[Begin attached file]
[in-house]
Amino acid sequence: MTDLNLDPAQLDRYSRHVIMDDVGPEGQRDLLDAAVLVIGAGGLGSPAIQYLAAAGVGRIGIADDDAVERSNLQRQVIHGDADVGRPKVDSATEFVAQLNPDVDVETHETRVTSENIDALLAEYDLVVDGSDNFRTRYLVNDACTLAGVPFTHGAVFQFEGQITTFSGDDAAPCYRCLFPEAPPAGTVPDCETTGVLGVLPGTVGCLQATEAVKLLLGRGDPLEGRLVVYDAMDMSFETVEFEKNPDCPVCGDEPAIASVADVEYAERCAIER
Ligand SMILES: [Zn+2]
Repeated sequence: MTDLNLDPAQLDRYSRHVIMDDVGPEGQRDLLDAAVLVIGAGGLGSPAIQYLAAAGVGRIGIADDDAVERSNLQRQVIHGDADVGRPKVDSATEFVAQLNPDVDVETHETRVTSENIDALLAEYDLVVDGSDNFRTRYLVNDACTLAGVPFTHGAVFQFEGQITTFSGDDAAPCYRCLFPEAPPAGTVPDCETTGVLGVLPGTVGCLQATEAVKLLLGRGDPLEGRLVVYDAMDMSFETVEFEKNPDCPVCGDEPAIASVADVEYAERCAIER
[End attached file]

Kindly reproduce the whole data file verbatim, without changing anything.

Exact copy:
[in-house]
Amino acid sequence: MTDLNLDPAQLDRYSRHVIMDDVGPEGQRDLLDAAVLVIGAGGLGSPAIQYLAAAGVGRIGIADDDAVERSNLQRQVIHGDADVGRPKVDSATEFVAQLNPDVDVETHETRVTSENIDALLAEYDLVVDGSDNFRTRYLVNDACTLAGVPFTHGAVFQFEGQITTFSGDDAAPCYRCLFPEAPPAGTVPDCETTGVLGVLPGTVGCLQATEAVKLLLGRGDPLEGRLVVYDAMDMSFETVEFEKNPDCPVCGDEPAIASVADVEYAERCAIER
Ligand SMILES: [Zn+2]
Repeated sequence: MTDLNLDPAQLDRYSRHVIMDDVGPEGQRDLLDAAVLVIGAGGLGSPAIQYLAAAGVGRIGIADDDAVERSNLQRQVIHGDADVGRPKVDSATEFVAQLNPDVDVETHETRVTSENIDALLAEYDLVVDGSDNFRTRYLVNDACTLAGVPFTHGAVFQFEGQITTFSGDDAAPCYRCLFPEAPPAGTVPDCETTGVLGVLPGTVGCLQATEAVKLLLGRGDPLEGRLVVYDAMDMSFETVEFEKNPDCPVCGDEPAIASVADVEYAERCAIER